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Magnolia - Failure (7/10) - Italy - 2003

Genre: Progressive Metal
Label: Self-production
Playing time: 23:07
Band homepage: -

Tracklist:

  1. Failure
  2. Crimson Night
  3. Blue Portrait
  4. Turkish
Magnolia - Failure
It can't be easy starting off in the world of Progressive Metal. As a genre of music it's been around for over three decades and no matter the battering it gets by the press still manages to maintain a loyal and hard-core fan base. Those people outside of the Prog world will only have heard of PINK FLOYD and "Dark Side Of The Moon" and that's enough for them. Long, complex, over blown, technically rather demanding and down right boring can all be used to describe the effect of Prog but as with all types of music there are some exceptionally talented Prog bands out there including DREAM THEATER and THRESHOLD who weave luscious melodies with such musical ability it is pointless in trying to emulate never mind rubbish.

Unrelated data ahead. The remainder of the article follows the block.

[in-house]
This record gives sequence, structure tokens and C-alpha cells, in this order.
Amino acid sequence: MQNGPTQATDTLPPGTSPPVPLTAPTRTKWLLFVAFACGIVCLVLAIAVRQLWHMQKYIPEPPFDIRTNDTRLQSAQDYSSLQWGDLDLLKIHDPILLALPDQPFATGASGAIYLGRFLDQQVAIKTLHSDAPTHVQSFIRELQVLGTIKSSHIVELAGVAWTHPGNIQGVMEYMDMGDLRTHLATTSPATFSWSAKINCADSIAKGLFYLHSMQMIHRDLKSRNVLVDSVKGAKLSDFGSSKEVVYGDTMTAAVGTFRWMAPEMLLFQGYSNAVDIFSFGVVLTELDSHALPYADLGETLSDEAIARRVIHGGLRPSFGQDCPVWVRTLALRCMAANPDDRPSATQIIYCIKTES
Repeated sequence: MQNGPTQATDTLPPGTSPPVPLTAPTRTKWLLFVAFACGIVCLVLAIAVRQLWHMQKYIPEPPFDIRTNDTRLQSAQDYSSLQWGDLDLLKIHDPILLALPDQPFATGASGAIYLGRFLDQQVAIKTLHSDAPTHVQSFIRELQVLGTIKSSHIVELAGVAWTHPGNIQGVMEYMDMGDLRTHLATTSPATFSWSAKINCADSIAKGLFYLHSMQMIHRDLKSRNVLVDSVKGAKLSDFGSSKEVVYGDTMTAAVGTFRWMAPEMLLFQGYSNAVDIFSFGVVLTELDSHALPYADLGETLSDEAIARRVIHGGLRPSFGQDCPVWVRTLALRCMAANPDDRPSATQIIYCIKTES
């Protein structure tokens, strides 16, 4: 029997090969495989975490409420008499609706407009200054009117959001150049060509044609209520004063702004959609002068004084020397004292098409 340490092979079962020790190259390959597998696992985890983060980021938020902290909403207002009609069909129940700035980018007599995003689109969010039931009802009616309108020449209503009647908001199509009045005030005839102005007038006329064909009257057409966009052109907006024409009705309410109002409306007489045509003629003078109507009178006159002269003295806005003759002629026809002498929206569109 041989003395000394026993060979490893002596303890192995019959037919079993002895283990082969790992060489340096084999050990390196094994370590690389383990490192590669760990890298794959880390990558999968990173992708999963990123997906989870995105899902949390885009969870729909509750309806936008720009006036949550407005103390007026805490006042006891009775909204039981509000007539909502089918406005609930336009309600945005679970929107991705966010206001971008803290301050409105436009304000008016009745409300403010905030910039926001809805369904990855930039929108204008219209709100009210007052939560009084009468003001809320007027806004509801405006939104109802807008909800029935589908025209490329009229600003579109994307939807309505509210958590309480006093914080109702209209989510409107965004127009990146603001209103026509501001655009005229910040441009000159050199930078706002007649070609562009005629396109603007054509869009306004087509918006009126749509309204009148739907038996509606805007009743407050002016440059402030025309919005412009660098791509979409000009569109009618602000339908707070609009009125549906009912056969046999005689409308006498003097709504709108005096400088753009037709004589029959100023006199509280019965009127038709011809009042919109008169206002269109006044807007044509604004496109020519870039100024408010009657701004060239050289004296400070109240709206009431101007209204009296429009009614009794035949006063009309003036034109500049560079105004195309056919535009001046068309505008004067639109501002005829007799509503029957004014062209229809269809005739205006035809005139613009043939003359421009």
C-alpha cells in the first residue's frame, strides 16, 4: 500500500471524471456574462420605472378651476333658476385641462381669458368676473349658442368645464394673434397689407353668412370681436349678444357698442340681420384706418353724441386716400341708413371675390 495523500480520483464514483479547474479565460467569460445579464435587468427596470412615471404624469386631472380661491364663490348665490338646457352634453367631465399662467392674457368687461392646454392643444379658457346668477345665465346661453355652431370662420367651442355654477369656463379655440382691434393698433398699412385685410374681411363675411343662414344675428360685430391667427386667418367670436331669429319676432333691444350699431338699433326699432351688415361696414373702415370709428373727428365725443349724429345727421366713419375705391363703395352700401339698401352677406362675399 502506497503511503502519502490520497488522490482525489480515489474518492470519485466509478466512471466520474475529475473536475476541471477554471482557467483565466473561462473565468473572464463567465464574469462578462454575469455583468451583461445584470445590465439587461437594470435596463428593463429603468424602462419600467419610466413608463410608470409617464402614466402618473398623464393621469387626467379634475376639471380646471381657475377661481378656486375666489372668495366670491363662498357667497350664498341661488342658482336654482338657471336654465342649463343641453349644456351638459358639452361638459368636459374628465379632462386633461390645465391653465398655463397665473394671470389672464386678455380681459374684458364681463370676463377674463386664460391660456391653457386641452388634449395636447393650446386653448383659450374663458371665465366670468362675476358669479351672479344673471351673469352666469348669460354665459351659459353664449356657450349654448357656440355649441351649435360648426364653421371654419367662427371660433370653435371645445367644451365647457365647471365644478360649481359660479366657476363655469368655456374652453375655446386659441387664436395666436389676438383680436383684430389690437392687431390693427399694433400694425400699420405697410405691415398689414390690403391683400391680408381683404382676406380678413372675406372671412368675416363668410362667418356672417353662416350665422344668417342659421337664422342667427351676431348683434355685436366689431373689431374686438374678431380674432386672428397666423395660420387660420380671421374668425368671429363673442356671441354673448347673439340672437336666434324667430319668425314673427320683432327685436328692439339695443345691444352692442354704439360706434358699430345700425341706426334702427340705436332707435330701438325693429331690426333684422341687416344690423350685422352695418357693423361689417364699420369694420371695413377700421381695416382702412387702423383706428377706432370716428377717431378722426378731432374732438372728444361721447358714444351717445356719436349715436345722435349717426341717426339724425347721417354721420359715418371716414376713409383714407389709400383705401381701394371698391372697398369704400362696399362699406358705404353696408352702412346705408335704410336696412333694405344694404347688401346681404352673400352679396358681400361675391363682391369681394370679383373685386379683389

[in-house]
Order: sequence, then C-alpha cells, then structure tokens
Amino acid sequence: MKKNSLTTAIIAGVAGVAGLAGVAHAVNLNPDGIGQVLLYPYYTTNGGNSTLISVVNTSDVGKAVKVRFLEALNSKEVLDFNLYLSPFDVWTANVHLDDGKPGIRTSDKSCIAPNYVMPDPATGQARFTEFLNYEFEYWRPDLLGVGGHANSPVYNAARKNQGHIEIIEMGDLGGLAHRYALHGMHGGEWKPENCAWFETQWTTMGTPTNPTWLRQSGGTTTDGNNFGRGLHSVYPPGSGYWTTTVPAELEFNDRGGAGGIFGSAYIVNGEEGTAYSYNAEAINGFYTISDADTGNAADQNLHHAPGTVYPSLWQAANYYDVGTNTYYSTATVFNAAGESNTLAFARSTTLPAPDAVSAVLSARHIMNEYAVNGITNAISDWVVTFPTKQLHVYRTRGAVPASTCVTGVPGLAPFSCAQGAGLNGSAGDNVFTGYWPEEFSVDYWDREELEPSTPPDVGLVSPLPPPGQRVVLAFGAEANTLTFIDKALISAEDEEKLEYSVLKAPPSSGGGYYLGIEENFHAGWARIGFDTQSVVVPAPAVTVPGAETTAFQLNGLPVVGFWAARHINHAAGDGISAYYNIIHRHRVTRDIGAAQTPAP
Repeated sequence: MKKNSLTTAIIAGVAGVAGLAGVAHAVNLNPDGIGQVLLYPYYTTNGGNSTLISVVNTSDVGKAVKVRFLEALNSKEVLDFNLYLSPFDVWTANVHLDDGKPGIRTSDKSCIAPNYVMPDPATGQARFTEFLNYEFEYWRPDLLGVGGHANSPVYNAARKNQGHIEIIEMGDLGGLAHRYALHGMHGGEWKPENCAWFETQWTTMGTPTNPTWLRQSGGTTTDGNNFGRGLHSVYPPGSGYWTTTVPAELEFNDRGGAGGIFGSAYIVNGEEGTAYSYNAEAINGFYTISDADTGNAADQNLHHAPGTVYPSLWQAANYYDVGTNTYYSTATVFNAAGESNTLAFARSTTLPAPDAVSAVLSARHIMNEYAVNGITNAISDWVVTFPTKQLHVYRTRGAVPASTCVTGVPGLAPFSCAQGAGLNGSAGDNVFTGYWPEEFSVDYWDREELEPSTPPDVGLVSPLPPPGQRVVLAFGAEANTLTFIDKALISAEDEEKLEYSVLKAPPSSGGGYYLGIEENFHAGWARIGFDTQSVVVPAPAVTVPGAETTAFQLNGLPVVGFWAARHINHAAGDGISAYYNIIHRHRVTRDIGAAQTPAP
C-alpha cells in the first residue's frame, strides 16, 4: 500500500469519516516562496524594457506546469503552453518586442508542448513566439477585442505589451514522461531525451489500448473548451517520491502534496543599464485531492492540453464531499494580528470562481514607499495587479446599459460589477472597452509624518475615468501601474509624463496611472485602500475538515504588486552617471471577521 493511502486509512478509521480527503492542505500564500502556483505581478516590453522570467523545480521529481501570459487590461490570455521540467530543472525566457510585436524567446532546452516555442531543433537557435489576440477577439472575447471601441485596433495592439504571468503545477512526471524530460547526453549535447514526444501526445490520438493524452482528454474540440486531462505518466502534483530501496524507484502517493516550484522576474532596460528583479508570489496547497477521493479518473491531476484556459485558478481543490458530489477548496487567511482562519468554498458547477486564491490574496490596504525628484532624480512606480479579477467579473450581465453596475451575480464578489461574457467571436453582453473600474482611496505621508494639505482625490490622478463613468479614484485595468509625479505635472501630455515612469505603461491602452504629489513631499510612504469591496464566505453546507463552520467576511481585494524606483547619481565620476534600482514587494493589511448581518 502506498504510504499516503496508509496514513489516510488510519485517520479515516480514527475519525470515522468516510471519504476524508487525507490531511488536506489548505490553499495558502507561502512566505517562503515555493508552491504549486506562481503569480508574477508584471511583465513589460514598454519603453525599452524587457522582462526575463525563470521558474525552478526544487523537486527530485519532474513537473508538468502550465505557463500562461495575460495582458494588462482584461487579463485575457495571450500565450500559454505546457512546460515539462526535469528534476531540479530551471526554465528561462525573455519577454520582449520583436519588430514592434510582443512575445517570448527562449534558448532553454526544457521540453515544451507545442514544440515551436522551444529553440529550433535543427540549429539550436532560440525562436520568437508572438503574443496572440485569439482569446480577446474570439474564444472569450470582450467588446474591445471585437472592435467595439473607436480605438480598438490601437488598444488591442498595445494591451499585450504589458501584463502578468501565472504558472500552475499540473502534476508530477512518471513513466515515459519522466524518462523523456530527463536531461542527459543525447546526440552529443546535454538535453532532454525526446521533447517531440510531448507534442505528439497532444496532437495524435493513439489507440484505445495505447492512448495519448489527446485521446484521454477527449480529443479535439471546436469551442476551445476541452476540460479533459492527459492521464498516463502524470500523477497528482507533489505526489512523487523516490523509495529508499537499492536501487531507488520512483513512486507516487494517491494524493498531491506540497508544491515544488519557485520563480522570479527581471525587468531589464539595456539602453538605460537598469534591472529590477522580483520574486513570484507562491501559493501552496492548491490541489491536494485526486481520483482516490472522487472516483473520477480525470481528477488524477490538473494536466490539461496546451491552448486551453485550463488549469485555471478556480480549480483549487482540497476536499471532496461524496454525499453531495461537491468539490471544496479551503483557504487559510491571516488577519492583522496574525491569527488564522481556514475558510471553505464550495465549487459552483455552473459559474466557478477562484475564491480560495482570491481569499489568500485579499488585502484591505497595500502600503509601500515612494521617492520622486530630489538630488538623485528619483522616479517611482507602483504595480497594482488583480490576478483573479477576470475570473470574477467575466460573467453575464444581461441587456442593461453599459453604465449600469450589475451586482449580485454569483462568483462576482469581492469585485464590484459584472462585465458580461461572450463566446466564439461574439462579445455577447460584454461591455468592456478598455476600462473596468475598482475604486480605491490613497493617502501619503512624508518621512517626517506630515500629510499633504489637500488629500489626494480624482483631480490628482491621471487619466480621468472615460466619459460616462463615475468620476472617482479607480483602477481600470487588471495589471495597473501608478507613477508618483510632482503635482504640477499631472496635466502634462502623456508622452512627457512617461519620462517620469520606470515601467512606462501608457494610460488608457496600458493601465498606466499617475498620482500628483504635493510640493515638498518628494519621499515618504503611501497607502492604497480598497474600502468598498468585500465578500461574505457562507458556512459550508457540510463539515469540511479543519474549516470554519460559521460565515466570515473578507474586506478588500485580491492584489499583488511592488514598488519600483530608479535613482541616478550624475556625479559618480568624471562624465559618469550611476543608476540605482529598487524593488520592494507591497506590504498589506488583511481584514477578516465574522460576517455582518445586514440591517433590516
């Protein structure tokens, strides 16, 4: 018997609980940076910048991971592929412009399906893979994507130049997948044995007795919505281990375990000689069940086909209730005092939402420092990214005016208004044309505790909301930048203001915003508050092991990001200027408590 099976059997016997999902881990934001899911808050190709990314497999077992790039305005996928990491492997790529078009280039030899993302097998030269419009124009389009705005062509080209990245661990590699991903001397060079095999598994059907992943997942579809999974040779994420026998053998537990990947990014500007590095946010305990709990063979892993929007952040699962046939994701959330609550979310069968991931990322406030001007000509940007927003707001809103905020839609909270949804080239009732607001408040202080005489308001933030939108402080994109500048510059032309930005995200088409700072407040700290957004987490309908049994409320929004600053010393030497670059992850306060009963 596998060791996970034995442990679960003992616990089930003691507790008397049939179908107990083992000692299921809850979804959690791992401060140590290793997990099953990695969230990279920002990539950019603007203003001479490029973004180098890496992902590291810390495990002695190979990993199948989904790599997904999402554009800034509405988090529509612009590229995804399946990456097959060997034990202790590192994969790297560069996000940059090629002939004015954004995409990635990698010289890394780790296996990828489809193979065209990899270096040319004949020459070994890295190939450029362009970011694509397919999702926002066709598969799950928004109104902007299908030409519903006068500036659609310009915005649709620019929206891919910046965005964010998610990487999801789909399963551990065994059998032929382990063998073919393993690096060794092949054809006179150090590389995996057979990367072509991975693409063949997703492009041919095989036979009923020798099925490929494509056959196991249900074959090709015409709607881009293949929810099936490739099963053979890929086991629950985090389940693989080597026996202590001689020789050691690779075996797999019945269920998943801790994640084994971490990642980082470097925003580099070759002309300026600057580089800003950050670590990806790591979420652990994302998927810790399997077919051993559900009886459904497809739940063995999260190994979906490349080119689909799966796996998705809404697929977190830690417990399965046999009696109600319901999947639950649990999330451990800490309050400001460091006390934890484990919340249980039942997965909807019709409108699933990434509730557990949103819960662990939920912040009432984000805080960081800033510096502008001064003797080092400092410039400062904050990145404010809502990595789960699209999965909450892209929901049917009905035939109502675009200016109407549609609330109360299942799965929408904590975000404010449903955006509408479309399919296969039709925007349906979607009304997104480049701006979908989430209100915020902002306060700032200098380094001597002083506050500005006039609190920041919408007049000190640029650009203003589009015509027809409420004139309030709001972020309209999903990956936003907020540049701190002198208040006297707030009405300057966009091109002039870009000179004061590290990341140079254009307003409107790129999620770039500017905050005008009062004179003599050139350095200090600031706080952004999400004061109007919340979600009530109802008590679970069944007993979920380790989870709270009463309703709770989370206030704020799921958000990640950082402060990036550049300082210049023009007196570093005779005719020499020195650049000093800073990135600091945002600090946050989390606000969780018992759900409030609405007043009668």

Most Prog reviews you read state ''…DREAM THEATER influences'' and it's very hard in this day and age to find a Prog band that hasn't pinched something in terms of sound from the masters. Unfortunately MAGNOLIA is no different but this is a debut offering that is full of warmth and appreciation for traditional Prog Rock.

Utilising every trick in the Prog Rock note book MAGNOLIA use hard edge Metal riffing in tracks like ''Crimson Night'' and then turn in a quite delightful performance on ''Blue Portrait'' very reminiscent of SHADOW GALLERY. For a band just starting off ''Blue Portrait'' is an accomplished song showing capturing over five minutes of classy, smooth Progressive Rock. ''Turkish'' is a short instrumental piece that lets the band flex its muscle in the playing department and you'd expect complex guitar parts mixed up between swirling keyboards and an enthusiastic back line. Well you get it and before you know it the CD has finished and you are reaching for the play button again.

I'm a sucker for a bit of good Prog and this year I haven't heard any better. (Online February 2, 2004)

Chris Doran



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